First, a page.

Maybe We Can Touch Pensions

Steven Greenhut: In most pension discussions here in California, opponents of pension reform — the state’s dominant Democrats and the public sector unions, which basically run the Capitol — argue that no reform can touch existing benefits. But a new column by pension reporter Ed Mendell suggests that it may be possible to touch those benefits. Writes Mendell: “Two charter cities, San Diego and Pacific Grove, are taking action that could shift more of soaring pension costs to employees, and a law firm that specializes in employee benefits says local governments may have ‘more latitude’ than they think to cut costs.”

That’s potentially good news. Something has to be done about existing costs. The thinking so far has been that once a city council, a board of supervisors or the state Legislature grants additional benefits, those benefits must be paid for 30 years or more. This is very convenient. It protects current employees and retirees from any benefit reductions on contribution increases. But it also puts the state in a box. The estimated half-trillion-dollar unfunded pension liability in California is from current employees and retirees. It will take years before reforms for new hires show any real savings.

In fact, legislative Democrats have argued in opposition to a new pension tier for state employees by saying that the new tier won’t make much of a fiscal difference for years any way. Most of us would think that’s an argument for deeper reforms, but in the state Capitol that’s the argument used to oppose any reforms.

Orange County is continuing its lawsuit challenging the retroactive portion of a 2001 pension increase for deputy sheriffs, claiming that retroactive benefits are an unconstitutional gift of public funds. This sort of challenge to the status quo is desperately needed.

Per Mendell, “The conventional view is that the courts have ruled that once an employee is vested in a public pension, the benefits are a contract that cannot be cut. So pension cuts are usually limited to new hires not yet vested in the plan. But a law firm in Folsom that specializes in employee benefits argues, after taking a close look at court rulings, that governments may be able to make reasonable reductions in pension benefits not yet earned, particularly if needed to preserve the pension system.”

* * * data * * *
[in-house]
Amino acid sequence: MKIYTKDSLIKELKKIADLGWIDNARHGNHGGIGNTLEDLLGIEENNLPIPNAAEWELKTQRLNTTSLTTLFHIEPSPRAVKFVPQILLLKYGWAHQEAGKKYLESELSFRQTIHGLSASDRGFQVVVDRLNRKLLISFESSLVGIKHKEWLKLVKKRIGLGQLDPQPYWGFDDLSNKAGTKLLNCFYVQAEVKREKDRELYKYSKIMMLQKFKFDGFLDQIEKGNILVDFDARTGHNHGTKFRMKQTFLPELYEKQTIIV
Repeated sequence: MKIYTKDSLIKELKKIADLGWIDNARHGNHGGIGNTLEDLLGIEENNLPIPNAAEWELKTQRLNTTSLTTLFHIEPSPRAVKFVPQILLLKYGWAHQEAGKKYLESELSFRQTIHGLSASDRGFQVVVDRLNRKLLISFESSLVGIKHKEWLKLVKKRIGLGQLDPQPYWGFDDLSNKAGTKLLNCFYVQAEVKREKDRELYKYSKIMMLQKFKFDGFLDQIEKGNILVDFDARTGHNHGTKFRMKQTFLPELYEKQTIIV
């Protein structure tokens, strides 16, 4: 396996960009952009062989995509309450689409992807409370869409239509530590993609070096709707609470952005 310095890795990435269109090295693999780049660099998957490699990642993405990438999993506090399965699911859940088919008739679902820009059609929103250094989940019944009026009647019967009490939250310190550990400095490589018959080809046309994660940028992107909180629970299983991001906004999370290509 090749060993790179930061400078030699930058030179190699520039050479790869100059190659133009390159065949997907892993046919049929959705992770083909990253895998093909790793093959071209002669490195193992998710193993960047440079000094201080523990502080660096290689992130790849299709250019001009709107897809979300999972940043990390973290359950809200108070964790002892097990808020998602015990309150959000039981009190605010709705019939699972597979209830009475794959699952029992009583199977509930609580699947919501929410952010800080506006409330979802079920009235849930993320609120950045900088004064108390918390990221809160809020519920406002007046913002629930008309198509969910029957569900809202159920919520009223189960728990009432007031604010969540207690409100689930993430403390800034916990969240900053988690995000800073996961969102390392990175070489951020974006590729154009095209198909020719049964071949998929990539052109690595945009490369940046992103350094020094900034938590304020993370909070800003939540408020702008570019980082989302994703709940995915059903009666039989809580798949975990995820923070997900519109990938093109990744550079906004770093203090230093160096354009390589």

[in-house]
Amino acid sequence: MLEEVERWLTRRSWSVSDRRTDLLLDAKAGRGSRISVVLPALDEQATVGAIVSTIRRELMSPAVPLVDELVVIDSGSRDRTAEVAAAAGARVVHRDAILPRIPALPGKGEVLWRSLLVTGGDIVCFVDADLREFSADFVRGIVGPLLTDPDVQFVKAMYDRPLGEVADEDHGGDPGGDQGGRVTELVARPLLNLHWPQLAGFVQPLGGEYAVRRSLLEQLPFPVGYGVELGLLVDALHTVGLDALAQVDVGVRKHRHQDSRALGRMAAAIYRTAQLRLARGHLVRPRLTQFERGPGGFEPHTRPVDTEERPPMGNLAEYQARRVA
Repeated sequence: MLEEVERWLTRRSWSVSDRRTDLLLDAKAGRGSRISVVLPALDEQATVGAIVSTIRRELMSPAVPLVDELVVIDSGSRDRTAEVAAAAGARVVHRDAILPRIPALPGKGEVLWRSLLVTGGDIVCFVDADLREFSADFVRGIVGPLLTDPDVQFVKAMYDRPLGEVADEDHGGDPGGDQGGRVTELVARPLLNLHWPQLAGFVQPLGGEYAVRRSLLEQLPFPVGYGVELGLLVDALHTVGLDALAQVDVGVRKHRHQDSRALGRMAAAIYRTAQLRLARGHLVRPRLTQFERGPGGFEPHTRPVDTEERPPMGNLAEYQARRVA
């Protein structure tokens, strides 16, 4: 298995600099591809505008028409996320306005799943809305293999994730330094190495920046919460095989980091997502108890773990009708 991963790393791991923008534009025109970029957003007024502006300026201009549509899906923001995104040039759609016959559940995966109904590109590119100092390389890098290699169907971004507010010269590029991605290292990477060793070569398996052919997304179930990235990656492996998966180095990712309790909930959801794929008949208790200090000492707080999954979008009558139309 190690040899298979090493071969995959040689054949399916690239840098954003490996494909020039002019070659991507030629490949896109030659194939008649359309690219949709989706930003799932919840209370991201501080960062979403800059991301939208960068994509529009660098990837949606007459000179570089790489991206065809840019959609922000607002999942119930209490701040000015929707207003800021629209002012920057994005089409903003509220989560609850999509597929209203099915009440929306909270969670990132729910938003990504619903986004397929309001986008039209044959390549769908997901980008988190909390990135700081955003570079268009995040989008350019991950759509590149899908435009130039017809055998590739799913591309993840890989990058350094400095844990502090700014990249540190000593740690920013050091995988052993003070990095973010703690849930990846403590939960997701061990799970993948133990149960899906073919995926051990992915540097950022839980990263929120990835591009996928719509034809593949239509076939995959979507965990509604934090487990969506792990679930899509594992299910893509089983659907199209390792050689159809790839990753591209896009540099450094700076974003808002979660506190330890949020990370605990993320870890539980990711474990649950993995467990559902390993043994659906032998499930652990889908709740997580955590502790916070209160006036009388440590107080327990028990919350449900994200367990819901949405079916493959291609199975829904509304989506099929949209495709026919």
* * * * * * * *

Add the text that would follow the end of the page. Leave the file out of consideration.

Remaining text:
This is where things have to be headed. Otherwise the only options are massive cuts in services or financial crisis.

DEC. 7

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  1. John Seiler
    John Seiler 7 December, 2010, 18:38

    That’s an important development.

    But we also need to cut pensions for those who already have retired. Retirees don’t deserve any more money from taxpayers, only what is vested in the pension fund.

    And I don’t care what their contract said. I never signed it.

    Reply this comment
  2. John Gardner
    John Gardner 8 December, 2010, 12:55

    This is NOT a new development. It has been the law for years. Vested benefits are those which have actually been earned right up through TODAY. The formula for future service, even future service of current employees, can be changed effective tomorrow.

    People don’t know this because public “intellectuals” such as columnist Dan Walters have been misinforming them for years — despite having been informed for many, many years that what he is saying is simply wrong.

    Pension benefits actually being paid are a different matter, of course. So, “already retired” are, under federal law, protected.

    Reply this comment
  3. Bob Carey
    Bob Carey 19 December, 2010, 01:07

    So “.. a law firm in Folsom that specializes in employee benefits argues,…..”

    This is not the sort of solid logic that warrants your speculation. You are trying to make an argument for substantial legal expenses by public agencies when the likelihood of success would not justify those expenditures. “A law firm in Folsom …argues..” does not an argument make.

    Reply this comment
  4. Buck Tyurgenson
    Buck Tyurgenson 28 December, 2010, 11:07

    Bob Carey above is correct—-

    Reply this comment
  5. moxy
    moxy 21 February, 2011, 21:45

    The Chang, Ruthenberg & Long, PC law firm is posed to make lots of money in its future working pension lawsuits which are unlikely to prevail. This law firm will certainly profit in a big way at the expense of the taxpayer.

    Reply this comment

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